Updated: May 27, 2019 2:37:22 am
In the 14 years since the deluge of 2005, several reports have listed an array of flood mitigation measures the Mithi river requires. Ahead of the monsoon, as the authorities once again talk about desilting the Mithi, it emerges that the BMC and Mumbai Metropolitan Regional Development Authority (MMRDA) have not implemented many of the recommendations in those reports.
The Mithi River Development and Protection Authority (MRDPA) was formed in 2006 to coordinate between the MMRDA and BMC for the restoration of Mithi and to mitigate flooding. However, the committee has not met even once since 2013. The MRPDA is headed by the state’s chief minister.
“The MPRDA was tasked to coordinate meetings between BMC and MMRDA. But nothing happened over the past four years. Both MMRDA and BMC had spent over Rs 1,200 crore on various projects for Mithi river restoration and cleaning. But all of this was only for beautification and development. The planning was flawed as even after spending so much money, the river is still in pathetic condition. Nothing has been done to stop the discharge of untreated sewage, industrial waste, and garbage dumped by local residents living on the bank of river. All projects were planned in such a way that there has to be always scope for spending more public money,” RTI activist Anil Galgali, who brought to light the government’s failure in organising even a single meeting of the MRPDA, told The Indian Express.
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The 17.6-km Mithi river originates from the overflow of Vihar Lake in Sanjay Gandhi National Park. A few metres ahead, the overflow of Powai Lake adds to it. Mithi enters the Arabian Sea through the Mahim creek.
Immediately after the deluge of July 26, 2005, a fact-finding committee was formed under the chairmanship of Dr Madhavrao Chitale, which submitted its report in 2006. The report had mainly blamed the encroachment and unauthorised construction along the Mithi for the flooding.
In 2017, the BMC had also appointed a consultant for preparing Detailed Project Report on Mithi River Rejuvenation Project. Other reports were also prepared over the years by country’s premier institutes, like NEERI (National Environmental Engineering Research Institute) and Indian Institute of Technology (IIT), Bombay.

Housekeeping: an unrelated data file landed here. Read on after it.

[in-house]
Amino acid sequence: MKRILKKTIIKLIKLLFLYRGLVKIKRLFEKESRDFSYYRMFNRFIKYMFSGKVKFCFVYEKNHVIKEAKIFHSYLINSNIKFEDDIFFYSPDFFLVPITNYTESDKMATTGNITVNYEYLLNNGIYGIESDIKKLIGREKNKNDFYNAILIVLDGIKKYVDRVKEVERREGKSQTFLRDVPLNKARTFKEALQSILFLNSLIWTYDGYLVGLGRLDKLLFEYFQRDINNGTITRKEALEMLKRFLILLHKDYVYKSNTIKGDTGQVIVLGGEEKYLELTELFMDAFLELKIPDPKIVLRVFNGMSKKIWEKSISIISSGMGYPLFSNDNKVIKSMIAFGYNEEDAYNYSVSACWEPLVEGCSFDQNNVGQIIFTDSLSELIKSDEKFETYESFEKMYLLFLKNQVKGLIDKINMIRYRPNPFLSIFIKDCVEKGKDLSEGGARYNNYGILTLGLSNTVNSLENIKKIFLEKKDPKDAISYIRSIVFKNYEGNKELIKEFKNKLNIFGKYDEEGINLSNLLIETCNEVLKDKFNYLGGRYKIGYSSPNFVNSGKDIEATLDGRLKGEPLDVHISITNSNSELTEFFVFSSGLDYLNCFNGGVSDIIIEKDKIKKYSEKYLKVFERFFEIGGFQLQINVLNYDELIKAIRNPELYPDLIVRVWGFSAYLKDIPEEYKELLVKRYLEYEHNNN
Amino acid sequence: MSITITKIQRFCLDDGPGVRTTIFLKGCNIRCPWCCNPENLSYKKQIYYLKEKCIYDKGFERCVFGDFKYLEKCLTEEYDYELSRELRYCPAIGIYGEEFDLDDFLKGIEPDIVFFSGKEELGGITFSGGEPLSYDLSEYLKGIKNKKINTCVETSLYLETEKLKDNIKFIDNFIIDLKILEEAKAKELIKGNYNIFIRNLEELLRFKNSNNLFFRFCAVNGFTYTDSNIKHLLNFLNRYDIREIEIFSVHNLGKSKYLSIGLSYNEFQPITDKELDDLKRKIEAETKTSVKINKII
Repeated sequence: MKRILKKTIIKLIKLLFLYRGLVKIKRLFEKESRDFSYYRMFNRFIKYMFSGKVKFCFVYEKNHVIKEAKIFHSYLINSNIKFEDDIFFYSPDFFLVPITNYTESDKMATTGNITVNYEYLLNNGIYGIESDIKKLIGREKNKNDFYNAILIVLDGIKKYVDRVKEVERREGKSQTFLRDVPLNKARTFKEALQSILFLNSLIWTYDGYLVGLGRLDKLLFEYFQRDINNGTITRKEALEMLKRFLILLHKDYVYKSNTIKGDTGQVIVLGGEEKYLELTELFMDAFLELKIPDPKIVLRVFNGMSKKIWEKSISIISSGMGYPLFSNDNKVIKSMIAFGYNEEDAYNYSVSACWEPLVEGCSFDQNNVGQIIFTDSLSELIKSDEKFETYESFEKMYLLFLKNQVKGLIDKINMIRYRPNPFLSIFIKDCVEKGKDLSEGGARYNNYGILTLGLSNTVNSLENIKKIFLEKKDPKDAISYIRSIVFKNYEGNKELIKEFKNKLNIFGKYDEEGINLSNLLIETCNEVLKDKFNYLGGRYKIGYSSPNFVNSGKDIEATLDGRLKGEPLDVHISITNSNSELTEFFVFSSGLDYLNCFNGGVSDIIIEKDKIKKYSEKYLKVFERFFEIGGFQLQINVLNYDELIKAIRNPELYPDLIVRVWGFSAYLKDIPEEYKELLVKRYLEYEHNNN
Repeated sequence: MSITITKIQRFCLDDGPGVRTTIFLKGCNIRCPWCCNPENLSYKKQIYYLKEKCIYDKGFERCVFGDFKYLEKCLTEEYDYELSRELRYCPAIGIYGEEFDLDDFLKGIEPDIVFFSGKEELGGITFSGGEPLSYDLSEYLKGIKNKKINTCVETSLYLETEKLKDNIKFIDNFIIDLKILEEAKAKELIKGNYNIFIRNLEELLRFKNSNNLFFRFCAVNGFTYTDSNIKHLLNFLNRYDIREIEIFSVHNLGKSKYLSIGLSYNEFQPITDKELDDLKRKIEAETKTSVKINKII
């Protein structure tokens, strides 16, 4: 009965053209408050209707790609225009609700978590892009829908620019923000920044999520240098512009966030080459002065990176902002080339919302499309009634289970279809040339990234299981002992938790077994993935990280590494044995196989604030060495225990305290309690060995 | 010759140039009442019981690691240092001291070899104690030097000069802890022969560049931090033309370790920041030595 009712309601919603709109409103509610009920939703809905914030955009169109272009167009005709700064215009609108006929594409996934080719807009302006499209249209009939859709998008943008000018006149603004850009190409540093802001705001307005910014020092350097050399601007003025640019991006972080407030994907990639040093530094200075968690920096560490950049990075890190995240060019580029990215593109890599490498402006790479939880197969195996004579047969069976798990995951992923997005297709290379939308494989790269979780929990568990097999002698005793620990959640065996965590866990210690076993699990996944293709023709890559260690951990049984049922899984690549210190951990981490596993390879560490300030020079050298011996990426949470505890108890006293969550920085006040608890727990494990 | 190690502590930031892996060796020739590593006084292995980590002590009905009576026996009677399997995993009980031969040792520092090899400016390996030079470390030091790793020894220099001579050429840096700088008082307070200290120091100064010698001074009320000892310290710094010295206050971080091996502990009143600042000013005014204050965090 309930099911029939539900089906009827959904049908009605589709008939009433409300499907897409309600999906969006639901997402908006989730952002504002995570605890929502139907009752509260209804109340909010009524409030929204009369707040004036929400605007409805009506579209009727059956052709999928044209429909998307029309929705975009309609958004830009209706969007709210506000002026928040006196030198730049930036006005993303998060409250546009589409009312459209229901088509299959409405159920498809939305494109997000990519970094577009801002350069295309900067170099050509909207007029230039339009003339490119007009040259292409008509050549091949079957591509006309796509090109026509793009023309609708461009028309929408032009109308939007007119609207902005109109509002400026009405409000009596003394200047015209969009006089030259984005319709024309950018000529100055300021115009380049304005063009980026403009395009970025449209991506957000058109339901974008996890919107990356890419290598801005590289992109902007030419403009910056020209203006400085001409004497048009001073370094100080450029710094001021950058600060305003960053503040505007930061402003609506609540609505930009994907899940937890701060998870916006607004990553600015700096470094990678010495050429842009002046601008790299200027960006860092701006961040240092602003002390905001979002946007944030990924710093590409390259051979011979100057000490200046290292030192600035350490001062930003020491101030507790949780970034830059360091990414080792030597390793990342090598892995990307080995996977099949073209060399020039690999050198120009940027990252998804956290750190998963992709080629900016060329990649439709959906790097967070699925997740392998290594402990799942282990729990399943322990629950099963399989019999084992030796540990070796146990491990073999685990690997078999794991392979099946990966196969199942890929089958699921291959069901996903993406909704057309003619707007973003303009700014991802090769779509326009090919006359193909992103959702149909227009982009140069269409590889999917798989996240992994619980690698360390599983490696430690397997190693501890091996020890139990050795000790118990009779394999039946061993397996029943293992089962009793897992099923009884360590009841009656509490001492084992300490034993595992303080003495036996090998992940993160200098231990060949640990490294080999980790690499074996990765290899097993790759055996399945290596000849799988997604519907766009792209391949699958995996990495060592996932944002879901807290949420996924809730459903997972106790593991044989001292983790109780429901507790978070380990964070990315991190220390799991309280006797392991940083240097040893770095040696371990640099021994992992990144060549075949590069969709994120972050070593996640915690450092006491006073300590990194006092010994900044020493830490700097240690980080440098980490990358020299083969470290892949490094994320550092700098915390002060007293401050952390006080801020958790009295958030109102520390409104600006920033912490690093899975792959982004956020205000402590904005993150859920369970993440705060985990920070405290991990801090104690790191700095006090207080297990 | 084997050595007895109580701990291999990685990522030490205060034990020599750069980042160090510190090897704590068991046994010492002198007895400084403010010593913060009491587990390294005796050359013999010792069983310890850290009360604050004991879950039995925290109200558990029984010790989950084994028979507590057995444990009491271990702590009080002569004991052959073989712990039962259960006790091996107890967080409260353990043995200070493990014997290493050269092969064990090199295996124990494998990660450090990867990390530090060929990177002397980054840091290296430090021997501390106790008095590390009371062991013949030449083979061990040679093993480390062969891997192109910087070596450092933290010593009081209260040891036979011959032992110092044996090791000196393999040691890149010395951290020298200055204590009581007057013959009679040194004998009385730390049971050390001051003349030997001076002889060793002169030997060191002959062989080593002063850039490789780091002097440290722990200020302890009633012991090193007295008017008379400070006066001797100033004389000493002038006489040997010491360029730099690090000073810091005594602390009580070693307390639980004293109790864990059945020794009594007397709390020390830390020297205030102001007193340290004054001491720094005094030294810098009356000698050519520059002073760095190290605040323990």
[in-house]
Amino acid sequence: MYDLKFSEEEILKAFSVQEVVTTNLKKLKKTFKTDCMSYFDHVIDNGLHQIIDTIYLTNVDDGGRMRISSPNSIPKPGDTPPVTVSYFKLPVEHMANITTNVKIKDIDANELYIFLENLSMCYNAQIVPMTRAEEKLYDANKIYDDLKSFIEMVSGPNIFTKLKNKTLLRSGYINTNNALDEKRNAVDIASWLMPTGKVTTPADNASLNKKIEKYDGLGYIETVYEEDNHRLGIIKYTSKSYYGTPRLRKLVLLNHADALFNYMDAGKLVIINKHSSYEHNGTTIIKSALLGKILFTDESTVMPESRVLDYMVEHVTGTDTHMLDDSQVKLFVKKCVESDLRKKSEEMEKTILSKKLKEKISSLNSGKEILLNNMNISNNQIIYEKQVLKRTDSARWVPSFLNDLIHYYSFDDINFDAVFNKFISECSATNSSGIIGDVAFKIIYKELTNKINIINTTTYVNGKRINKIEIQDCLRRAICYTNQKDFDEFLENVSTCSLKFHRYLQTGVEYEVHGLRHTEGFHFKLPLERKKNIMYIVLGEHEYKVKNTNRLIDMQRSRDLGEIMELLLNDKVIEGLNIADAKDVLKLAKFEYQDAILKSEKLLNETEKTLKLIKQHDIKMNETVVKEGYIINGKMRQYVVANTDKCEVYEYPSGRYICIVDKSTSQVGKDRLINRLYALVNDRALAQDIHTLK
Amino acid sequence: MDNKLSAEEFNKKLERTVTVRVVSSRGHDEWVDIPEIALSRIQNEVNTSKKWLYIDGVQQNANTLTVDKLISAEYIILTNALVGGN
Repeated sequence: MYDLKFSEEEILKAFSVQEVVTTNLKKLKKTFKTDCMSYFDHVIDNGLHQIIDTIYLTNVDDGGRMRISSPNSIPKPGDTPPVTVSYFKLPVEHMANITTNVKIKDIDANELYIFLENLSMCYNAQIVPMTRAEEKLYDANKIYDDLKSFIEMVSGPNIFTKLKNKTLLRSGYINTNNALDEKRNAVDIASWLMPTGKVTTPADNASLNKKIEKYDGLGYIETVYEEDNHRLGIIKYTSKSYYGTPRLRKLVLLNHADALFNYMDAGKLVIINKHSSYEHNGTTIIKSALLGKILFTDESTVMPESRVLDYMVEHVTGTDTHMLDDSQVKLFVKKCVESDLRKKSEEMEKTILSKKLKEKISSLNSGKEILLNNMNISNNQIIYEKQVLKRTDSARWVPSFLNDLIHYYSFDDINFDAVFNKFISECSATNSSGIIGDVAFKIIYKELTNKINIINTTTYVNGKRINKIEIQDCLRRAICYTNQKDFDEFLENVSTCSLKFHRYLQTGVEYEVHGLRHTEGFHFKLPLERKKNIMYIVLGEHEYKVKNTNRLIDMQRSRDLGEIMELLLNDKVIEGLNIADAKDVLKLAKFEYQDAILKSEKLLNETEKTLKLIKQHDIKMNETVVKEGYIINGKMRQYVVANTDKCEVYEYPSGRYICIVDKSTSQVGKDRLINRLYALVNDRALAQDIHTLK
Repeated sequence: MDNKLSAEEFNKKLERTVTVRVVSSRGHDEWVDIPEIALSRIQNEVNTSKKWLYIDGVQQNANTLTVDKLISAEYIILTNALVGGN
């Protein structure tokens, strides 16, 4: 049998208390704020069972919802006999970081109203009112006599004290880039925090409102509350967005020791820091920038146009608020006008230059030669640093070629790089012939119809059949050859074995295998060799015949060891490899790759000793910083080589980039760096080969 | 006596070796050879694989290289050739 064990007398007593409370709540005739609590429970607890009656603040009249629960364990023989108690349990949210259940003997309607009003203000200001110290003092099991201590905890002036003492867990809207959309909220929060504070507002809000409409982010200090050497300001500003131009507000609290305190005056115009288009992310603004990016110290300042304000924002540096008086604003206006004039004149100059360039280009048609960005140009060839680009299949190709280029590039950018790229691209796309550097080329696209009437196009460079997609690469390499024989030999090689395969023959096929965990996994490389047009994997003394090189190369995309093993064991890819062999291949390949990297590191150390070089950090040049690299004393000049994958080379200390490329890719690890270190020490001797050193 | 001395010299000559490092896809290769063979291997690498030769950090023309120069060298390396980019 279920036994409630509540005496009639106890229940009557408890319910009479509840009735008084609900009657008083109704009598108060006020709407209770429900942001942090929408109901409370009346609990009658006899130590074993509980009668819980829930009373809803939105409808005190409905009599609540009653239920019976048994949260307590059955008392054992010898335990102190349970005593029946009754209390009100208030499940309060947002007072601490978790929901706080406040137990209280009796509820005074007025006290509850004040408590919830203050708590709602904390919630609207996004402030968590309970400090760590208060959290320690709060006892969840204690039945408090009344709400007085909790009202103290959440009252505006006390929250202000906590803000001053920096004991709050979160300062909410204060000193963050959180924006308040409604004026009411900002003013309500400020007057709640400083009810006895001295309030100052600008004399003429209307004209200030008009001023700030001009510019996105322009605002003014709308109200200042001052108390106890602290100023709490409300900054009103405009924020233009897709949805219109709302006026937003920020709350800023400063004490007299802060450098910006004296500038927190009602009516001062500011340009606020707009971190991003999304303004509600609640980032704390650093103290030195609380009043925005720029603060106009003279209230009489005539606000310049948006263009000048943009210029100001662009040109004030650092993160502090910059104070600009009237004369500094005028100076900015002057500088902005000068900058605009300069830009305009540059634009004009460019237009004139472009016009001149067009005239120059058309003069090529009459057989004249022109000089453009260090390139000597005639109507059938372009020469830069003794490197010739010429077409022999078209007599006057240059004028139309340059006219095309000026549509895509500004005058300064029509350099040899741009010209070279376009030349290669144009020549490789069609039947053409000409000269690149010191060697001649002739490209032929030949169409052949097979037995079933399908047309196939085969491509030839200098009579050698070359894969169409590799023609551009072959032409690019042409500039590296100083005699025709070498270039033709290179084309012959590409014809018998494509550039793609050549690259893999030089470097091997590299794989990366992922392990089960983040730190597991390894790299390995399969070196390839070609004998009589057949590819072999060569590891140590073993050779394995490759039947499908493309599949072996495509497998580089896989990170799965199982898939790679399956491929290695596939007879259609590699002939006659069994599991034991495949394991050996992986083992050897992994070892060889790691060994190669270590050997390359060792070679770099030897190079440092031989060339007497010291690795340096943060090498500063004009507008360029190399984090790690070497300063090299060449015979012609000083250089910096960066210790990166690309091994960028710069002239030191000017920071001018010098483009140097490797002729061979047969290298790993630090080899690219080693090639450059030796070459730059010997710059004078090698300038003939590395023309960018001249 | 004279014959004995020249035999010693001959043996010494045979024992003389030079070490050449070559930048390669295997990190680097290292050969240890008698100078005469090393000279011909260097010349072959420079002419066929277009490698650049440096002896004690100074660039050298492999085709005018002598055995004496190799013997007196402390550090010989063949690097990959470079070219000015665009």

In September 2018, a Mumbai-based NGO Vanshakti and others filed a Public Interest Litigation in Supreme Court on the high-level pollution and encroachment in the river. Following this, the court had ordered that a panel, with experts from IIT-B and NEERI, be set up to look into the issues raised in the plea.
According to the report submitted by the panel to the Supreme Court in December 2018, reclamation near Bandra-Kurla Complex (BKC), infrastructure development, unauthorised construction in the flow path of the river and the discharge of raw sewage into it are the main causes of flooding and pollution in the river.
In 2011, a NEERI report had warned against constructing a retaining wall along the river stretch since it could cause flooding. The Supreme Court-appointed panel slammed the authorities for constructing the wall, stating that walls block water flow and obstruct the river’s hydrology.
The BMC spends crores on annual pre-monsoon desilting of the Mithi, which is easier than all the other measures that require fundamental corrections. It is also good optics as it gives the impression that the BMC is doing something to prevent floods.
There are 13 major nullahs discharging raw sewerage into the Mithi from the slums on the bank of the river. Also, unauthorised industrial units present along the vicinity of the river release untreated effluents into it.
“The Committee had also said that desilting done in Mithi is not sufficient and there should be dredging every month. No flood-risk zone maps around Mithi have been prepared even after 14 years. It was one of the key suggestions,” an official from BMC said.
Recently, the civic body appointed a management consultant for Rs 19 crore for the whole project. Apart from this, the civic body has also developed a warning system during the monsoon. “When there is heavy rainfall and high tide, and the level of the Mithi rises, we evacuate the nearby slums. We have set up a danger mark in the river and if it crosses that then people are shifted to municipal schools,” said a BMC official.
The BMC also has a plan to divert sewage to Sewage Treatment Plant (STP) in Ghatkopar. The civic body has made an allocation of Rs 672 crore in the 2019-20 budget for the Mithi River Rejuvenation and Beautification project.
“Since the encroachments on the bank of the Mithi have yet not been removed, we have planned to lay sewerage lines along the river and it will be diverted to STP in Ghatkopar for treatment. There are four phases in the project. In last phase, beautification of river is planned,” said an official from the Storm Water Drain department.
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